1. Dear Betül, thank you for this nice text. I completely agree with you on many points. But I am still asking myself how feeling emphatically and showing it will change the mind of people. For climate change for example, how showing my feeling that I am sad about people that became unemployed because the coal mine they are working was closed will help the problem? we have to offer alternatives to these people. Opening the mine again is clearly not a solution but of course just telling people what will happen in 50 years apparently also doesn’t help. If they cannot find money to feed their family I do not expect them to appreciate the problems their children will face in 50 or less. “At that moment” they have more serious issues to think about. It is a difficult problem to solve and does not only involve how science is communicated to public but also the socioeconomic balances that are beyond the reach of scientists alone. Maybe one thing we scientist should do is to become politically more active and not isolate ourselves in our laboratories. I am myself very puzzled about this topic…

    For vaccination the situation is maybe a little different. There, empathy might help a bit more and we can all do something to solve the problem. I think discussing on social media even escalates the problem as people attack each other and naturally both sides stick to their idea. Discussing personally in smaller groups without fancy scientific words might help mothers more. If a person is primed at early age, it will be more difficult to change their mind by scientific evidence because they don’t even trust how scientists do science. If they could hear reasonable explanations from people they trust, that could help. But I think one should not allow them to be primed in the first place. and school education plays an important role there. Of course school is a minor part of “education” but if science is taught in a more likable way, maybe these children who will become adults in the future will be less critical about scientific evidence. Science is fascinating and it is heartbreaking that children are forced to memorize things and loose all their interest.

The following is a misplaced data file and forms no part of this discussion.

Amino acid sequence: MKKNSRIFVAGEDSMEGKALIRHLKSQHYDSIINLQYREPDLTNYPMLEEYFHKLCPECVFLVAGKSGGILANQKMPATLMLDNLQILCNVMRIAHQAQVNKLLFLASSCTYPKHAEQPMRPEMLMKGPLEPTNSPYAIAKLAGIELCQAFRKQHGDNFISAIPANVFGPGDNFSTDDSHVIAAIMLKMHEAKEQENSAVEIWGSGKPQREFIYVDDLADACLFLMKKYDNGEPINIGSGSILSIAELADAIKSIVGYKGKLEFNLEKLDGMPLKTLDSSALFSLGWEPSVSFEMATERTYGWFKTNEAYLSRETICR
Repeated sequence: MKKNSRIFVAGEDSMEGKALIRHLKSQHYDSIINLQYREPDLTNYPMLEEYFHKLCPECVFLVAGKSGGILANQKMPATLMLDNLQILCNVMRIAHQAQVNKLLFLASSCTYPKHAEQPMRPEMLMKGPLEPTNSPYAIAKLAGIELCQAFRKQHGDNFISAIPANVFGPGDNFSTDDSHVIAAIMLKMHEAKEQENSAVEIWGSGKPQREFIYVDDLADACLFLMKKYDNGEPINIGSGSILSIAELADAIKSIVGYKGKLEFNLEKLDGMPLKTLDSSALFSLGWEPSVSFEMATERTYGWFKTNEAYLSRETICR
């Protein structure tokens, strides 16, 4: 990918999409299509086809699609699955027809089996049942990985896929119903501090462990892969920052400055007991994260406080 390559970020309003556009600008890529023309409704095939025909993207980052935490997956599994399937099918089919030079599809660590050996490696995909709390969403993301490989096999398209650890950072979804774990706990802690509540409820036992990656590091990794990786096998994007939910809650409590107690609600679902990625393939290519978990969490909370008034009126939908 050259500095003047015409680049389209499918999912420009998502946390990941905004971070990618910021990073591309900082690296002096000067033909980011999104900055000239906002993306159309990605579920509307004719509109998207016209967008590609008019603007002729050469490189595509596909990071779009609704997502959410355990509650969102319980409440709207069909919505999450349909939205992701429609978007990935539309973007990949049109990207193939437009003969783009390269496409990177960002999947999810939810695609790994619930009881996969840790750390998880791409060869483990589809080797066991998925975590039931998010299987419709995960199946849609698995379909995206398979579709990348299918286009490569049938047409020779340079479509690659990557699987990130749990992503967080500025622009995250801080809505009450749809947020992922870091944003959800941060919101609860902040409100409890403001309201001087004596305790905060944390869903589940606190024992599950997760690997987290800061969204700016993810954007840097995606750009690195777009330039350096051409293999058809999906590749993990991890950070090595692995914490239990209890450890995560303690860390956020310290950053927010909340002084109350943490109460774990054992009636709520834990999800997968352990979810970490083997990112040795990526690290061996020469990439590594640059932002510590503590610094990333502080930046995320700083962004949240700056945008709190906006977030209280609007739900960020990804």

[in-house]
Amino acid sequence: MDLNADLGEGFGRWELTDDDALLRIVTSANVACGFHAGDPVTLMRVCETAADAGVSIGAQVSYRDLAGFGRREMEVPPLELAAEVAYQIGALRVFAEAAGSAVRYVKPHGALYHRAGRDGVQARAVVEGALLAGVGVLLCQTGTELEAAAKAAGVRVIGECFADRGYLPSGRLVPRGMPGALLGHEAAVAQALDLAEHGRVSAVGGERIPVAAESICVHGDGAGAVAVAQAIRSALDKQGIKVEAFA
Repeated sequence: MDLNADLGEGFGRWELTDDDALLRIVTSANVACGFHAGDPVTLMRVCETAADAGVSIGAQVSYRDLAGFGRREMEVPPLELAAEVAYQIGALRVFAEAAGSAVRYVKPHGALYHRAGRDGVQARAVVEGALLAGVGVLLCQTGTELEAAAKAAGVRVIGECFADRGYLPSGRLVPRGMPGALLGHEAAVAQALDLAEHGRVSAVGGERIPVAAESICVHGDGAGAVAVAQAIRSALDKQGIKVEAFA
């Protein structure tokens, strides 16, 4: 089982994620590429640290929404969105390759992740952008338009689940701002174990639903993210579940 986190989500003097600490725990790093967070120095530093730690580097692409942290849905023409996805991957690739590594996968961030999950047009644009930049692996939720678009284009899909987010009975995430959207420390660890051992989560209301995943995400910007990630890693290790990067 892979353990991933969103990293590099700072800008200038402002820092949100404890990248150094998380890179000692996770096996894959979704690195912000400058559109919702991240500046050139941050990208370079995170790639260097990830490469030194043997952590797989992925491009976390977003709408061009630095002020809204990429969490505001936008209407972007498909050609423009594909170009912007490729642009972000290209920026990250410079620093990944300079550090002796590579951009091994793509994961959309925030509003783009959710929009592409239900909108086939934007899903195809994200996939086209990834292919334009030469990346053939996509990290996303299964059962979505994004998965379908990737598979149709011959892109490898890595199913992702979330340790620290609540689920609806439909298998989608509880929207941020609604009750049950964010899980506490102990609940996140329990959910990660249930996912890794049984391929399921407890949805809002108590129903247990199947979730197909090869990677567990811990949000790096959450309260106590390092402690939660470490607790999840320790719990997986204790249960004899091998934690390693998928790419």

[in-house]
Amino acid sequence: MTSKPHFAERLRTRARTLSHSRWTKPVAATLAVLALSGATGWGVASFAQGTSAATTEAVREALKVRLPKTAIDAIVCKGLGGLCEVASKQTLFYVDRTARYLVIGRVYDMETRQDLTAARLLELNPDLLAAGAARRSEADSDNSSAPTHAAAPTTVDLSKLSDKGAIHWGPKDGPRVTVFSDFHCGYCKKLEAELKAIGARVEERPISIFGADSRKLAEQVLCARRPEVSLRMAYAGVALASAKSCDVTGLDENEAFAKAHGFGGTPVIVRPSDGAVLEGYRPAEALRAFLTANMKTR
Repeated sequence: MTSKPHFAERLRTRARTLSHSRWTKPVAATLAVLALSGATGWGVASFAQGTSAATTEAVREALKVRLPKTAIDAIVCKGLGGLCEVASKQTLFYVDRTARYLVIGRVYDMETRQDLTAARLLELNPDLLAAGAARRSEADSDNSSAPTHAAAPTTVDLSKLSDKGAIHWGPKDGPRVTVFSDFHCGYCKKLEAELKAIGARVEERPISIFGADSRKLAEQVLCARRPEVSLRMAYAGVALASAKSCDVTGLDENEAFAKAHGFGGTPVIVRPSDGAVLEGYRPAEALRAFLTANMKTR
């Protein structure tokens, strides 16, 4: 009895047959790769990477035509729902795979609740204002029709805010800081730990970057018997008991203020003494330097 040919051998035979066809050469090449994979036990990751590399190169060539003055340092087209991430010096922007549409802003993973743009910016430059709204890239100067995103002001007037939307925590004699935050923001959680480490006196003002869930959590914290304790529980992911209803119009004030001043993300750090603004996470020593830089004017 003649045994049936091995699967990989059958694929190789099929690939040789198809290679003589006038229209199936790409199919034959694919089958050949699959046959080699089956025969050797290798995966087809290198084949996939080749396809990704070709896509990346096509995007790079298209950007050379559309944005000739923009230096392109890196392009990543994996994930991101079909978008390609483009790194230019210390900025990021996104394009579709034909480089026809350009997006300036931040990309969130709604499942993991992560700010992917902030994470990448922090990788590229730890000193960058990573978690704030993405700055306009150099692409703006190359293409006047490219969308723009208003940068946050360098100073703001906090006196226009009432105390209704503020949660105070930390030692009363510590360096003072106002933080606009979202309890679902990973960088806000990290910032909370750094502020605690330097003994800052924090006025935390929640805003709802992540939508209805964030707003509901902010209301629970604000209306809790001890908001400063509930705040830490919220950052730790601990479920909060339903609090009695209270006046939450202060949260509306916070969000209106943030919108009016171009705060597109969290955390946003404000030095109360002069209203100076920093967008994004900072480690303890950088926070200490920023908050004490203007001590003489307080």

• Thanks for your comments Özen. Your examples demonstrate perfectly that each problem needs to be approached as a separate case and communication strategies need to be designed accordingly. What the science communication field means by ‘listening to and understanding the audience’ is putting yourself in your audience’s shoes to see their perspective on the issue and then, think about an appropriate communication (or even research) strategy.
      For instance, in your coal mine case, as you also said, you cannot just tell workers that ‘its better to close the mine to prevent climate change’ and show data or future predictions. However, you can listen to them, see what the concerns are, find potential solutions (together) and actually, communicate all of this to the decision-makers, in this case for example, the governments.
      The idea is really to build a mutual relationship between science and society through getting scientists (and science communicators) to understand the public needs better.